A study of species in the genus Passer in southern Europe revealed a case of hybrid speciation that appears to be driven by mitonuclear incompatibilities (Hermansen et al. 2014, Trier et al. 2014). The two parent species, Spanish Sparrow (Passer hispaniolensis) and House Sparrow (P. domesticus), are ∼4% divergent in nucleotide sequence, but there is no unique mt haplotype associated with the putative hybrid species Italian Sparrow (P. italiae), which is distinct in plumage pattern; rather, Italian Sparrows carry House Sparrow mt haplotypes (Hermansen et al. 2014). Italian Sparrows form a narrow zone of contact and hybridization with both parent species, and mtDNA and Z-linked N-mt genes show steeper clines at the species boundaries than autosomal N genes (Trier et al. 2014). Specifically, the Italian Sparrow is intermediate in overall nuclear genotype in relation to its parental species (Hermansen et al. 2014), but there is an excess of Z-linked House Sparrow alleles at the boundary with Spanish Sparrows, and an excess of Z-linked Spanish Sparrow alleles at the House Sparrow boundary (Trier et al. 2014). Z-linked and mitonuclear reproductive barriers appear to limit gene flow and maintain the integrity of the three populations (Trier et al. 2014). Thus, it appears that a novel and adaptive combination of mt/NO-mt genes arose through hybridization, and that postzygotic selection involving mitonuclear incompatibilities now limits gene flow between the three populations (Trier et al. 2014). Prezygotic assortative mating may also contribute to the maintenance of coadapted mt/NO-mt genes (Hermansen et al. 2014).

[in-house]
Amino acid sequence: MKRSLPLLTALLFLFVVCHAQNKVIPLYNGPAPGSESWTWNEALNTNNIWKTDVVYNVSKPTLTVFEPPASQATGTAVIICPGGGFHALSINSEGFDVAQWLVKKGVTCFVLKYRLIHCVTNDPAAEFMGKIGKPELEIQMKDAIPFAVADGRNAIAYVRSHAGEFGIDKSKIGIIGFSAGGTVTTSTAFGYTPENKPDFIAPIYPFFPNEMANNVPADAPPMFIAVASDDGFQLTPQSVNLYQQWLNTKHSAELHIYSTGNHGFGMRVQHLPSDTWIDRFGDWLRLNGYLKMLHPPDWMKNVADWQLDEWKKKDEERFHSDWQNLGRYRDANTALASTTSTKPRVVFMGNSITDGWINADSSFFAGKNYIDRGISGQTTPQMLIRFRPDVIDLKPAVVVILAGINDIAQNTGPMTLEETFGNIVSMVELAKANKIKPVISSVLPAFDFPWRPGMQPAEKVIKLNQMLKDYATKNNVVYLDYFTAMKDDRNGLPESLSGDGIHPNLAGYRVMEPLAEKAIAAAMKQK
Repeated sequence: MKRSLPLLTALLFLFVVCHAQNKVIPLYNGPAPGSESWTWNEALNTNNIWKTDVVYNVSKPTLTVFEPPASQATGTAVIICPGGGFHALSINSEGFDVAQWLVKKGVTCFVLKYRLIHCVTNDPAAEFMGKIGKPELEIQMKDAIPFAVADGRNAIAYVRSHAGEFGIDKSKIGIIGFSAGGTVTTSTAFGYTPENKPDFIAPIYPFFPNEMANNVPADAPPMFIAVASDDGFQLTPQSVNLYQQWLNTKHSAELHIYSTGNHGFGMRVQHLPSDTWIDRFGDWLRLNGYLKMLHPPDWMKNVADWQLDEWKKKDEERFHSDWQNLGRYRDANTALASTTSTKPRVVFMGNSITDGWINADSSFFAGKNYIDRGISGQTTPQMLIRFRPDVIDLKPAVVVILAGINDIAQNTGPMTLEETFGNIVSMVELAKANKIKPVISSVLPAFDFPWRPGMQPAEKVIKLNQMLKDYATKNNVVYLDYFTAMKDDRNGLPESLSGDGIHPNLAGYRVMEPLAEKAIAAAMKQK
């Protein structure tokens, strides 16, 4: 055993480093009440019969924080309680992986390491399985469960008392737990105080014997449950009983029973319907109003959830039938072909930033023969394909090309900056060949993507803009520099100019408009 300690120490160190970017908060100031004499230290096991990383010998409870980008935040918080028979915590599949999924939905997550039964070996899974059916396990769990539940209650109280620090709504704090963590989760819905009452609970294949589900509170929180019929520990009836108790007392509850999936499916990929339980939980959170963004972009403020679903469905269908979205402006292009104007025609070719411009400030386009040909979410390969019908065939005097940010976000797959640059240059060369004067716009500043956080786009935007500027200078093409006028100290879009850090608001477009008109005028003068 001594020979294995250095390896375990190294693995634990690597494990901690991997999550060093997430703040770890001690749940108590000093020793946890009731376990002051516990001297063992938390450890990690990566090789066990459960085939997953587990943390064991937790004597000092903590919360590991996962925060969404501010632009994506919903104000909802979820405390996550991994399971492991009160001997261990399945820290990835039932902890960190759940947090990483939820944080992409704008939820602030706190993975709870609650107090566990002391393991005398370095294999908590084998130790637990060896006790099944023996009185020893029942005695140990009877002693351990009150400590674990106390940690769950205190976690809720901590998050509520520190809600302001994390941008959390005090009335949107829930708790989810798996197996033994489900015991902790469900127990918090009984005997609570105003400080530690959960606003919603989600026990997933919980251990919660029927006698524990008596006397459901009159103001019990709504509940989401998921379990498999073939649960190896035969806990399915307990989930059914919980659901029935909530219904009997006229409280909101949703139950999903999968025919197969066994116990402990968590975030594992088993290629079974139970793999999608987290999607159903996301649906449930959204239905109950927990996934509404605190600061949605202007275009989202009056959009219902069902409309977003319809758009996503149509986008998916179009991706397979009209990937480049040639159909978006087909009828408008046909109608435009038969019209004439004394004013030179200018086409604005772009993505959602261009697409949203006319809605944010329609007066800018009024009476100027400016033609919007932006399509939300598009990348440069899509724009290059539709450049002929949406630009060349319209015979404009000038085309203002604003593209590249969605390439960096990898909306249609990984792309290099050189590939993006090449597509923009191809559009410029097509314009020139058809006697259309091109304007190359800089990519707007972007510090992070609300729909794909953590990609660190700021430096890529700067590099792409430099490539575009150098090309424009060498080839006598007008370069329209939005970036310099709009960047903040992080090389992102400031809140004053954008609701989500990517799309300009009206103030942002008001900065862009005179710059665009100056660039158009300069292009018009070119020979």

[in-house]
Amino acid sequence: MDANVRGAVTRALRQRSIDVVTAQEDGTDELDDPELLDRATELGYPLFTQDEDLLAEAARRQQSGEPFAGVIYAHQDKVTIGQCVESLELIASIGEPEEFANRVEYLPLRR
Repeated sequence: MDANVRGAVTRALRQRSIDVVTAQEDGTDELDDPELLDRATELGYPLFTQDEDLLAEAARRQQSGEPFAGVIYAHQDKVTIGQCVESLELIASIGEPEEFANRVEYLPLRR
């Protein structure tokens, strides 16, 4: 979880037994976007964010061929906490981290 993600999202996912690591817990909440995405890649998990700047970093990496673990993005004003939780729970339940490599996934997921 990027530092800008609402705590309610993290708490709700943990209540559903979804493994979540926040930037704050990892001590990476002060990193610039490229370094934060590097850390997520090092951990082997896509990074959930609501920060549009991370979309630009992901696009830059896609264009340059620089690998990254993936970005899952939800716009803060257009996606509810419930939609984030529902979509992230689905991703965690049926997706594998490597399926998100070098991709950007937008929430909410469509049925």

Hybrid speciation seems to be very rare in birds, or COX1 DNA barcoding would not be so effective for delimiting species, but there is at least one other well-publicized case of putative hybrid speciation in birds: the Yellow-rumped Warbler (Setophaga coronata) complex. Audubon's Warbler (S. c. auduboni) is hypothesized to be a hybrid taxon (currently a subspecies in the AOU checklist) that evolved from a hybridization event between Myrtle Warbler (S. c. coronata) and Black-fronted Warbler (S. c. nigrifrons), the parent species being ∼2% divergent in mt nucleotide sequence (Jacobsen and Omland 2011). All three taxa have a distinct male plumage pattern. In contrast to the Italian Sparrow example, however, Audubon's Warblers carry both Myrtle and Black-fronted warbler mt haplotypes, a sharp cline in mt haplotype occurring within the range of Audubon's Warbler (Brelsford et al. 2011). Thus, a sharp cline in plumage pattern between Myrtle-type and Audubon's-type warblers is not concordant with a sharp cline in mitochondrial type within Audubon's Warblers. There is some evidence that plumage traits are Z-linked, but there is little evidence of assortative mating by species plumage type (Brelsford and Irwin 2009). An analysis based on extensive genotyping of N genes uncovered some fixed nuclear differences between the Myrtle and Audubon's populations (Toews et al. 2016a), but the populations as defined by plumage coloration do not appear to have uniquely coadapted mitonuclear genotypes.